The next morning there was a bus to take us to famous Pompeii  and a guided tour, although at the time I thought that Leptis Magna, the Roman ruins in Libya, were much better. Apparently, the continuing excavations have since made Pompeii more outstanding.

I was annoyed when our tour guide took us to an almost completely restored house in Pompeii, but as a young female, I wasn’t allowed to enter. It was an ancient whorehouse with explicit graphic paintings and ceramic tile artwork. Some of the younger fellows who’d been able to go in told me the pictures on the walls were obscene, but they were too embarrassed to explain.

A street in ancient Pompeii

One of the Explorer Scouts from Tripoli was my companion for the Pompeii tour. David was a couple of years younger and very entertaining and energetic. When we lagged behind the tour guide by stopping to buy  postcards (the photo above is one of those postcards), we had to run to catch up. In my scrapbook I commented, “If we didn’t look a sight running through the streets of Pompeii.” I must have borrowed that phraseology from my Southern mother.

After the tour, our group was taken to a nearby restaurant for lunch. After all the exercise, we enjoyed the spaghetti.  Many of us got up to leave right after we’d finished what we thought was lunch. The waiters hurried to usher us back to our tables: the pasta was just the first course, they were already beginning to serve the second course of filet mignon. Unsophisticated military personnel and their dependents, especially in the 1950s, weren’t used to two-course meals, especially ones starting with spaghetti.

 

 

ON TO TURKEY – MED CRUISE

Our US Navy ship, the Rose, left Greece on a Sunday and headed east across the Aegean Sea to Istanbul. That night there was a teenage farewell dance since the families we had recently met, who had boarded in New York long before we had gotten on, were getting off in Istanbul to travel inland to their new homes in Ankara, Turkey. I wrote that we passed through the famous Dardenelles at 10:30 p.m., but since that famous narrow strait is 38 miles long, I’m sure it took us a while. The ship’s daily report probably informed us that the ancient city of Troy is near the western end of the strait and we would be sailing along the peninsula of Gallipoli (site of a famous WWI battle) until the ship entered the Sea of Marmara and kept going east to the port of Istanbul.

On Monday morning, we woke up in the harbor of Istanbul. Greece and Turkey weren’t on good terms and my mother was concerned we’d be caught up in it somehow. She’d also heard that Turkish cab drivers were erratic and drove too fast. Rumors about  driving talents were rampant in the Middle East. The British, for instance, were considered dangerous in Tripoli. Despite being an enterprising and usually fearless Army wife, Mom did worry, probably more so because she was in charge for this trip, not my absent dad.

Mom, my sister Joan and I were meeting up with Army friends who either lived in or were visiting Istanbul, and we had to catch a taxi to take us up to the city from the harbor. Listening to the angry Turkish voices on the cab driver’s radio didn’t assuage Mom’s fears, but we did make it without incident. Our friends made sure we hit the hot spots in that large bustling city: the Sultan’s Palace, the Blue Mosque (we had to remove our shoes), and the exotic Bazaar filled with hundreds of shops, where I bought a Turkish towel. There was nothing terrycloth about it: the material seemed like linen. Through the mists of memory, I can still see the fancy embroidery depicting a frog highlighted with shiny pieces of metal.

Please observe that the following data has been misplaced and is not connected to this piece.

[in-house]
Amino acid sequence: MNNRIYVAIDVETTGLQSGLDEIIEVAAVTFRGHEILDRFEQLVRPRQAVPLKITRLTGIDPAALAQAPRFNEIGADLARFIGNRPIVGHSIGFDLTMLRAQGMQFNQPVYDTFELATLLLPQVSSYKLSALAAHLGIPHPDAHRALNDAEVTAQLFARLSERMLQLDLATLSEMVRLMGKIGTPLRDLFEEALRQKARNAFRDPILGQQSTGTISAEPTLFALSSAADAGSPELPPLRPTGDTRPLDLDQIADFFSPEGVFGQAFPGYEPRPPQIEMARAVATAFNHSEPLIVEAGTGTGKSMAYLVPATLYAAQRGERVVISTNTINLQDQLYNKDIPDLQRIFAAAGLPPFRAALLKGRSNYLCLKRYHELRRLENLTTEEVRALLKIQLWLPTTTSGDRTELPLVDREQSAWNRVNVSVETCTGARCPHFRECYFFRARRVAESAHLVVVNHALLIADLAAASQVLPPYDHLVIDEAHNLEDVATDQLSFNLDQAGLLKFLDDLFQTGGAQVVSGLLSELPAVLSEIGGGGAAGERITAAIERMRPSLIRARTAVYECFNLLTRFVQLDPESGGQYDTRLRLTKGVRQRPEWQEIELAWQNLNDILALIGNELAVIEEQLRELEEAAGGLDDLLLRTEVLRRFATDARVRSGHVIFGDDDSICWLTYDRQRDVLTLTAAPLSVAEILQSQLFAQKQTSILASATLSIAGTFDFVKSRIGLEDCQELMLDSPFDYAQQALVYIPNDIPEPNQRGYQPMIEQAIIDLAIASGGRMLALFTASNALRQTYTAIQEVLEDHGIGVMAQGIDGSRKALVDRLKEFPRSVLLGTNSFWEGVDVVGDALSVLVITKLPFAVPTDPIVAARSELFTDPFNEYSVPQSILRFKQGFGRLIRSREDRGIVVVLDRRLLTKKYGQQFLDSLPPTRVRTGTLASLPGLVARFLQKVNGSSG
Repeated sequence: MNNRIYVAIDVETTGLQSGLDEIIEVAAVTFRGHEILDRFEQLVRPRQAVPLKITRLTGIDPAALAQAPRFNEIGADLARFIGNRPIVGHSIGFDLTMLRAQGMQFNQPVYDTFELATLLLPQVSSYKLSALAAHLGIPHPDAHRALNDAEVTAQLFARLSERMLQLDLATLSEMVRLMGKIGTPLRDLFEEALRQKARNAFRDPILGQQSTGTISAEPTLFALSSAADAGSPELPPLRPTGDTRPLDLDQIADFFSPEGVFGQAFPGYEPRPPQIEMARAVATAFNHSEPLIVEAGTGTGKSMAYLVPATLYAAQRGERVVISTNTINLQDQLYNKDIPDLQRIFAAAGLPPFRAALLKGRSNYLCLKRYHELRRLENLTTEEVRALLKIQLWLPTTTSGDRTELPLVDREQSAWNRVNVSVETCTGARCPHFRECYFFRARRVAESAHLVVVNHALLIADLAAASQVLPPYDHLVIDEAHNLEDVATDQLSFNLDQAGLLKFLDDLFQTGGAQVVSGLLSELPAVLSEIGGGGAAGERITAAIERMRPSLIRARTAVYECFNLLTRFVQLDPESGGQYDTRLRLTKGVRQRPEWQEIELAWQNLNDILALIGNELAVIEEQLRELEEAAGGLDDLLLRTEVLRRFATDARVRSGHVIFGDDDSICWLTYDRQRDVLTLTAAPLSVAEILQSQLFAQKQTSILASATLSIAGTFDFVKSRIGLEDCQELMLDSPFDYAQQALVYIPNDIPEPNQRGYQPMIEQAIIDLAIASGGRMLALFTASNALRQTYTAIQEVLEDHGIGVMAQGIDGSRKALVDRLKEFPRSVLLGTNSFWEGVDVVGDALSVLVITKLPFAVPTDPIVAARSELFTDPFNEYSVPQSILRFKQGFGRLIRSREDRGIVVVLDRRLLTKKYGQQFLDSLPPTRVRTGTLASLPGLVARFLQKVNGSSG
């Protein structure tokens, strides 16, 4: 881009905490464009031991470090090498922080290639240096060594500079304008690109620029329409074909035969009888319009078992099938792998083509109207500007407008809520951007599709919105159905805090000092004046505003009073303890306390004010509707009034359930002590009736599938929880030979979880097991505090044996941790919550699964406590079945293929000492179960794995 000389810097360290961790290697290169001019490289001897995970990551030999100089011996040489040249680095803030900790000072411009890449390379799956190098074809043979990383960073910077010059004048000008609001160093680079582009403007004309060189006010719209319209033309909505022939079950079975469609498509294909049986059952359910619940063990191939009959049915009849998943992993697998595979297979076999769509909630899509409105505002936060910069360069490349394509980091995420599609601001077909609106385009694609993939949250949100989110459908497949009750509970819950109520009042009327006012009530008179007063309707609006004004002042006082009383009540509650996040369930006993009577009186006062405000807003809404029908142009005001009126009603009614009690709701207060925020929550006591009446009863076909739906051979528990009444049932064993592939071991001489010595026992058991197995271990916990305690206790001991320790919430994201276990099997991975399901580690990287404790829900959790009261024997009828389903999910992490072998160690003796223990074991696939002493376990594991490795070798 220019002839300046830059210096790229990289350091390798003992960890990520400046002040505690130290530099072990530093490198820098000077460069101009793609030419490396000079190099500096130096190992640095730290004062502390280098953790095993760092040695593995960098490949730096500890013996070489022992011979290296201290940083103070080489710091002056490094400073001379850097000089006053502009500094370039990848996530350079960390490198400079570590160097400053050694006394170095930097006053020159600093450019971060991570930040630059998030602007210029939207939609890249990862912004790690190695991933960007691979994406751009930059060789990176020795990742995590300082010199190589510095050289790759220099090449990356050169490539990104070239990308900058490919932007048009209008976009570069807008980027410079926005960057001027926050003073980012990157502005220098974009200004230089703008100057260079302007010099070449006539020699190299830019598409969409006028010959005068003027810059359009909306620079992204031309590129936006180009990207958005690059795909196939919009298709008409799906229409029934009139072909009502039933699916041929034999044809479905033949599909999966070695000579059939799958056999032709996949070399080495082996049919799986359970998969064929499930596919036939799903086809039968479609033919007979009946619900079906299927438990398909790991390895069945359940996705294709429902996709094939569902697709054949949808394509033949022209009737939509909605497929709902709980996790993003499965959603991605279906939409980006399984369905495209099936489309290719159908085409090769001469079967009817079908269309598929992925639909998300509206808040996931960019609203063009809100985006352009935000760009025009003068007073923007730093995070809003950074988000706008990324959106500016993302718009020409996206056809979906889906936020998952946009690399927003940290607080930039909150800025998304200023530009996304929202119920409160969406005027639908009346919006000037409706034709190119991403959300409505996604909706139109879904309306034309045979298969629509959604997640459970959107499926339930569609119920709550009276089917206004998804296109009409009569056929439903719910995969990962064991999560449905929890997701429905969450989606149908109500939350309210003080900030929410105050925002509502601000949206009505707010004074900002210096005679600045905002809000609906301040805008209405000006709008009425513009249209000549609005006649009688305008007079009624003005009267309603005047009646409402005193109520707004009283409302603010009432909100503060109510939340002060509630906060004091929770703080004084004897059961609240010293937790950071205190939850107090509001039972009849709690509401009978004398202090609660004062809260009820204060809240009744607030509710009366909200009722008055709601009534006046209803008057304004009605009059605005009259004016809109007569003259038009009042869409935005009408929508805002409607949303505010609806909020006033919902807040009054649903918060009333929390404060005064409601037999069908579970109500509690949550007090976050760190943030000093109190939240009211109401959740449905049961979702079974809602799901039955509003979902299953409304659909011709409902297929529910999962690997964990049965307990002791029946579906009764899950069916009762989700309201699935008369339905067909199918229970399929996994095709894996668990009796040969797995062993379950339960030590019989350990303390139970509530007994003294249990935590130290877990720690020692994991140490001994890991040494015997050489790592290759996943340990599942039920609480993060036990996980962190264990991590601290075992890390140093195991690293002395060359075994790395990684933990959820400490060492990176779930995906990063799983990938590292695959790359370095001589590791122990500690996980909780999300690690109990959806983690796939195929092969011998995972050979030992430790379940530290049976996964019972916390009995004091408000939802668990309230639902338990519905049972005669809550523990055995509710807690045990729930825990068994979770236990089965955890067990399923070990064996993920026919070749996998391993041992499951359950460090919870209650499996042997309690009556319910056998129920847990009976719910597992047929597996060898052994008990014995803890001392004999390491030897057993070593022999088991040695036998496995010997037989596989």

The Blue Mosque in Istanbul

 

The ship left Istanbul that night and by the next morning, we had already sailed back through the Dardenelles and south to dock in Izmir, once called Smyrna. Per usual, military passengers and dependents departed while new ones embarked. Wanting to document everything about this voyage, I kept track of all the teenage passenger names.

Diana, a friend from Tripoli, and I hung out together during the cruise. I remarked that her  shipboard romance was getting off the ship in Izmir, and that the new kids, who’d gotten on in Istanbul, weren’t very friendly. It didn’t take long, however, for all of us to get acquainted. One of the new fellows, Bill, was the ripe old age of 18, and he and I got very friendly. He didn’t seem to mind that I was only 15.

In Izmir, Diana and I ventured out on our own. We took a tour of the city and saw a Roman fort, a market and Kultur International Park. “We met two cute American sailors who bought us a Coke at the snack bar after the tour,” I wrote in my scrapbook. From the ship, I had taken two blurry photos of the mountains bordering the city and two clearer ones of the harbor area but didn’t take the camera on our excursion. My camera skills in those days were pitiful.

Izmir seen from USNS Rose - my amateur photo

The two of us didn’t understand the Turkish currency, or the language, but managed to figure it out enough to take a gharri ride.  The familiar horse-drawn carts had two horses here; in Tripoli they were pulled by a single horse. The ride was quite bumpy over cobblestone streets but we made it back to the ship safe and sound. The ship pulled anchor that night and headed west to Naples, a two-day sail.